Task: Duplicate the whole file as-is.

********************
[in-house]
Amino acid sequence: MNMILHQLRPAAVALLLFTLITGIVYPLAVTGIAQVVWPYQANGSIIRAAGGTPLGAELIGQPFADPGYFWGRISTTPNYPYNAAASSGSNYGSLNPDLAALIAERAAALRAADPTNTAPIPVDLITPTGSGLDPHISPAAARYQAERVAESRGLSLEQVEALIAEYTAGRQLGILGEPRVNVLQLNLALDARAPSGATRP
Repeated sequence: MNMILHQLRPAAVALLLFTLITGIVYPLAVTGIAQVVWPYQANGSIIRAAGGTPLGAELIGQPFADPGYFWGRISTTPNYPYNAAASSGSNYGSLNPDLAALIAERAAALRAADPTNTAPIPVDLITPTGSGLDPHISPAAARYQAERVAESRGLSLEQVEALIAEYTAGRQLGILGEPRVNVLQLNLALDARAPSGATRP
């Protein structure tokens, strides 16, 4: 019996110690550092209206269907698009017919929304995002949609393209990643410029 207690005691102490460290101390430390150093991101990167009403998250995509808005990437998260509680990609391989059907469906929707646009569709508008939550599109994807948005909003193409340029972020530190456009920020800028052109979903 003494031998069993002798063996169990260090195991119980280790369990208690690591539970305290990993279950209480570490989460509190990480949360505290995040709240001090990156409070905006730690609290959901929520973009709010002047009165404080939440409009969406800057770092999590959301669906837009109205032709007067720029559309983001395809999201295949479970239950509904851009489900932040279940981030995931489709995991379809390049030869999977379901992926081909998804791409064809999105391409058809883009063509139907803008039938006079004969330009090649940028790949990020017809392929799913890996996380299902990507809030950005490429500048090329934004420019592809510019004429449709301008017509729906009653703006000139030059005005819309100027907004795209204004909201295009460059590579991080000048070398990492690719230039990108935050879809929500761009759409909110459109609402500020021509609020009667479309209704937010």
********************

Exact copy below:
[in-house]
Amino acid sequence: MNMILHQLRPAAVALLLFTLITGIVYPLAVTGIAQVVWPYQANGSIIRAAGGTPLGAELIGQPFADPGYFWGRISTTPNYPYNAAASSGSNYGSLNPDLAALIAERAAALRAADPTNTAPIPVDLITPTGSGLDPHISPAAARYQAERVAESRGLSLEQVEALIAEYTAGRQLGILGEPRVNVLQLNLALDARAPSGATRP
Repeated sequence: MNMILHQLRPAAVALLLFTLITGIVYPLAVTGIAQVVWPYQANGSIIRAAGGTPLGAELIGQPFADPGYFWGRISTTPNYPYNAAASSGSNYGSLNPDLAALIAERAAALRAADPTNTAPIPVDLITPTGSGLDPHISPAAARYQAERVAESRGLSLEQVEALIAEYTAGRQLGILGEPRVNVLQLNLALDARAPSGATRP
């Protein structure tokens, strides 16, 4: 019996110690550092209206269907698009017919929304995002949609393209990643410029 207690005691102490460290101390430390150093991101990167009403998250995509808005990437998260509680990609391989059907469906929707646009569709508008939550599109994807948005909003193409340029972020530190456009920020800028052109979903 003494031998069993002798063996169990260090195991119980280790369990208690690591539970305290990993279950209480570490989460509190990480949360505290995040709240001090990156409070905006730690609290959901929520973009709010002047009165404080939440409009969406800057770092999590959301669906837009109205032709007067720029559309983001395809999201295949479970239950509904851009489900932040279940981030995931489709995991379809390049030869999977379901992926081909998804791409064809999105391409058809883009063509139907803008039938006079004969330009090649940028790949990020017809392929799913890996996380299902990507809030950005490429500048090329934004420019592809510019004429449709301008017509729906009653703006000139030059005005819309100027907004795209204004909201295009460059590579991080000048070398990492690719230039990108935050879809929500761009759409909110459109609402500020021509609020009667479309209704937010």